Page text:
Could top-down forces, such as predation, really be the driving force behind the incredible diversity on the planet? Really nice essay by John Terborgh in PNAS attempts to convince us that this is the case – thanks to ConservationBytes for the link (below). I agree that competition has been over-emphasized as the defining mechanism for diversity. However, it did cover old territory as diversity obviously is an interplay between bottom-up (competition) and top-down forces such as predation. I feel that coexistence theory has moved on from this dichotomy. I also think that environmental change and habitat heterogeneity could’ve been added to the discussion as these forces also important mechanisms. Parasites and pathogens (also top down forces) could’ve been mentioned explicitly too as they are often ignored in the literature and are of obvious importance. Nonetheless it is a really interesting and well written read and I totally agree with Corey Bradshaw that conservation of the predator guild is damn important.
The originl article: http://www.pnas.org/content/112/37/11415.abstract
Animal and parasite community ecology always seems to lag well behind plant ecology in terms of theoretical developments and understanding. This is particularly the case for incorporating functional and phylogenetic perspectives to better understand communities, even though these perspectives can provide insights into these communities impossible to achieve with more traditional approaches. Plants communities are obviously much easier to sample and manipulate so this is not surprising, but animal communities can provide, for example, so many extra trophic dimensions and feed-backs that can give us a more complete picture of ecosystem function than just sampling plants alone. Particularly for poorly understood invertebrate and parasite/pathogen groups.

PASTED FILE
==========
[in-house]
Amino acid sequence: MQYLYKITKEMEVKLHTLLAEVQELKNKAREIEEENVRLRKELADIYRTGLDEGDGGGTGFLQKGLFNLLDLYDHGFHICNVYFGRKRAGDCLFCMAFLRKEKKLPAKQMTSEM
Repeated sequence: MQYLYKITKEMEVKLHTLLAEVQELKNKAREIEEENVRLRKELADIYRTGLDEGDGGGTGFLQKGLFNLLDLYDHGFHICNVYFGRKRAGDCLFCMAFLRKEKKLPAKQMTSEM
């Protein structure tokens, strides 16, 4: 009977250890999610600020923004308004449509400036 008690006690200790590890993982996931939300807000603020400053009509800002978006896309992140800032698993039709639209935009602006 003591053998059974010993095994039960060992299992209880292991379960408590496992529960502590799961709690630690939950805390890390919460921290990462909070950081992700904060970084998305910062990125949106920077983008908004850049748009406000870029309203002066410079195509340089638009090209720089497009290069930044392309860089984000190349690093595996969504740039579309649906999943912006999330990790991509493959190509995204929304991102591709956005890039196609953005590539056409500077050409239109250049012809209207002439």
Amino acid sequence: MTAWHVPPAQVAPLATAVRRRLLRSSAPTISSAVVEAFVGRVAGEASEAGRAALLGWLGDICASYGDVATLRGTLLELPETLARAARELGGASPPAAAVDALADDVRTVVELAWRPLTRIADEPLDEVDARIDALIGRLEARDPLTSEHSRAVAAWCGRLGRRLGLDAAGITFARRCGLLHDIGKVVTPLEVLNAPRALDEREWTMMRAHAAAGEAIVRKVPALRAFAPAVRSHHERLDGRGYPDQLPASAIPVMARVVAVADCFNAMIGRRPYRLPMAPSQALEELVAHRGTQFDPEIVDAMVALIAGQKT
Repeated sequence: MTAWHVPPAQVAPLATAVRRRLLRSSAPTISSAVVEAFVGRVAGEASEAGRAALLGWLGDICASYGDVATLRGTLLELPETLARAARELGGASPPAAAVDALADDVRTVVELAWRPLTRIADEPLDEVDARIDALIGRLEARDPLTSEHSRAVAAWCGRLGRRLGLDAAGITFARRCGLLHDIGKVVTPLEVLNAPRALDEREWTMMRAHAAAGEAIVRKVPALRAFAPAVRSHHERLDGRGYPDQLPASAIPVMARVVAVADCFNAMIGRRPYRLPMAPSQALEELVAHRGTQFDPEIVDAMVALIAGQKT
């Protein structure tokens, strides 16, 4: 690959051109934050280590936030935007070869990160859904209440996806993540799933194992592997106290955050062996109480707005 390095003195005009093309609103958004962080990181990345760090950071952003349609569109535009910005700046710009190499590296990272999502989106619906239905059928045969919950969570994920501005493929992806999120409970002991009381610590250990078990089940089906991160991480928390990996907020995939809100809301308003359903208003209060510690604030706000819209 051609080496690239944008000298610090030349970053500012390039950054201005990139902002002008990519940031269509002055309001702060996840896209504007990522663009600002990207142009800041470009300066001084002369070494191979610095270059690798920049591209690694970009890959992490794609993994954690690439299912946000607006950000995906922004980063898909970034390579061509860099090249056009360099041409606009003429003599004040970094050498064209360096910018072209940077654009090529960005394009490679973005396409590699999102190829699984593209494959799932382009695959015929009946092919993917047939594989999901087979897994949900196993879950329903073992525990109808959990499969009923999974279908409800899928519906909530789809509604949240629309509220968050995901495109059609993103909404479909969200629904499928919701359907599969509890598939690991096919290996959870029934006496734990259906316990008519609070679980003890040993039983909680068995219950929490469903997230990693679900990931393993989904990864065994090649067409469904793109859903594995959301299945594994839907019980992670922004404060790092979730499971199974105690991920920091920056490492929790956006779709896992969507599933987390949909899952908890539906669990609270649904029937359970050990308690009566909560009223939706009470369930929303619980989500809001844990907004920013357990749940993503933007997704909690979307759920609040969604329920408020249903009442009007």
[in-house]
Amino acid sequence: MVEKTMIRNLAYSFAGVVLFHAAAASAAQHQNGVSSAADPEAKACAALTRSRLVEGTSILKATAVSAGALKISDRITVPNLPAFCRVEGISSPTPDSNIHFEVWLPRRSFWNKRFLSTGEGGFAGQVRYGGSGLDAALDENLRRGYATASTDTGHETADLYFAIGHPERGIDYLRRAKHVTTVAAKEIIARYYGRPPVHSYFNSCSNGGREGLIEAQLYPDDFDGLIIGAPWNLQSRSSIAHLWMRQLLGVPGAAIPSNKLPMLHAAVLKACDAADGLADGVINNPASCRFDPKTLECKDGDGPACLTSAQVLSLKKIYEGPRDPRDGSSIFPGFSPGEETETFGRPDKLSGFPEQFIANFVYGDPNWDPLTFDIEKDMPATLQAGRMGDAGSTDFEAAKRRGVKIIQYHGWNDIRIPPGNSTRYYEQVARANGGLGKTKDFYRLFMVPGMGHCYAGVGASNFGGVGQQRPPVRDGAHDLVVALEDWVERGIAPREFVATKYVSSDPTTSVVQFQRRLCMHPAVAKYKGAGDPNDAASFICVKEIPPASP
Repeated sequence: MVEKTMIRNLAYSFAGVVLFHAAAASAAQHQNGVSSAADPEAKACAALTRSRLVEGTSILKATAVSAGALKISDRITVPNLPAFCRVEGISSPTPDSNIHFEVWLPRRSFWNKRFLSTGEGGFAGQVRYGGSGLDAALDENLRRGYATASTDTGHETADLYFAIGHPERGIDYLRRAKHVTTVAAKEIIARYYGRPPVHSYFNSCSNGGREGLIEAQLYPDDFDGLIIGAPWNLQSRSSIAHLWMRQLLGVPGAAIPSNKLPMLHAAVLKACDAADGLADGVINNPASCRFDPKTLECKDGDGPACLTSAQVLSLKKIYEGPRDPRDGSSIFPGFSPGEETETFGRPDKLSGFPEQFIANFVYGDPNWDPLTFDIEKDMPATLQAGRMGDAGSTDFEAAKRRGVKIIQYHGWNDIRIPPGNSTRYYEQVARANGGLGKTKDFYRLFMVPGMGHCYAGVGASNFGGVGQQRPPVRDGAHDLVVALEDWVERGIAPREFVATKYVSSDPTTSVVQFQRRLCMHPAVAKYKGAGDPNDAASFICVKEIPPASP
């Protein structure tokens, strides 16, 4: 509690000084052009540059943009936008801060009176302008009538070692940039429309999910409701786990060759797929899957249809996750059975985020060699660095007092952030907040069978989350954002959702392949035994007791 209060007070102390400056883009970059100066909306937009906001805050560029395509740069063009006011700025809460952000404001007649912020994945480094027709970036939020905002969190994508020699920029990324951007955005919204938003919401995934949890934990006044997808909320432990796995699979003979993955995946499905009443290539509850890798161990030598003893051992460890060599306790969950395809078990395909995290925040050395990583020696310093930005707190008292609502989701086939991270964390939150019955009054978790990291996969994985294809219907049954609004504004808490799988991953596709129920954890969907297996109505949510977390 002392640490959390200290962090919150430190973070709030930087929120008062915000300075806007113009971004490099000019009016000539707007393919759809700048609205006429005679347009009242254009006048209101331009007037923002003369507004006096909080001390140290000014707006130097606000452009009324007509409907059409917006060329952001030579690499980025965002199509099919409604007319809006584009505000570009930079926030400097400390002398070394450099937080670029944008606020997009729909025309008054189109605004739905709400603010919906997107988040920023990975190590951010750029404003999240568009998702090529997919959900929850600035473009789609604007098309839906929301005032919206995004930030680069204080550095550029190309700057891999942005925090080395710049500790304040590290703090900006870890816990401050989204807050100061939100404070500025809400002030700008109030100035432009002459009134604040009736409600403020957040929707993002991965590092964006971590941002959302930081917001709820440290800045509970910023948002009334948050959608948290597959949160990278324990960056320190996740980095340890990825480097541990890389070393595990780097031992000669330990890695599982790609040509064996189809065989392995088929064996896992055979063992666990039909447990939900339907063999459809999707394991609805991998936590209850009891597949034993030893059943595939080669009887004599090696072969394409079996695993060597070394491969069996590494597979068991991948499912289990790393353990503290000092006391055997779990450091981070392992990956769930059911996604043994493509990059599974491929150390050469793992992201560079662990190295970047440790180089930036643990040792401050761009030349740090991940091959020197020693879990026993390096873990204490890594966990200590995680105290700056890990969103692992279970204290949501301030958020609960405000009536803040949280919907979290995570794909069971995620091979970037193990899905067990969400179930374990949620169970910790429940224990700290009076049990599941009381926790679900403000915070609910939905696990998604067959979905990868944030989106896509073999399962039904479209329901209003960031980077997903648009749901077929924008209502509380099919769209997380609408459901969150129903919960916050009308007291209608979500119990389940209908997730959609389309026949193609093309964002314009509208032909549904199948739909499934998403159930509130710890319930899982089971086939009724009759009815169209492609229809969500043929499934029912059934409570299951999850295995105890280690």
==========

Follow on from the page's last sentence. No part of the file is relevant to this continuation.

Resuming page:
Anyway, I read the plant journal Vegetation Science and I feel like I’m seeing into the future for some of the directions where animal and parasite community ecology should go. Nearly every paper in this issue: http://onlinelibrary.wiley.com/doi/10.1111/jvs.2015.26.issue-5/issuetoc, for example, is important for thinking about animal/parasite community ecology. Not that I think we should replicate plant ideas directly, but use them to help formulate animal/pathogen specific theory and learn off plant community trials and tribulations with things such as trait databases.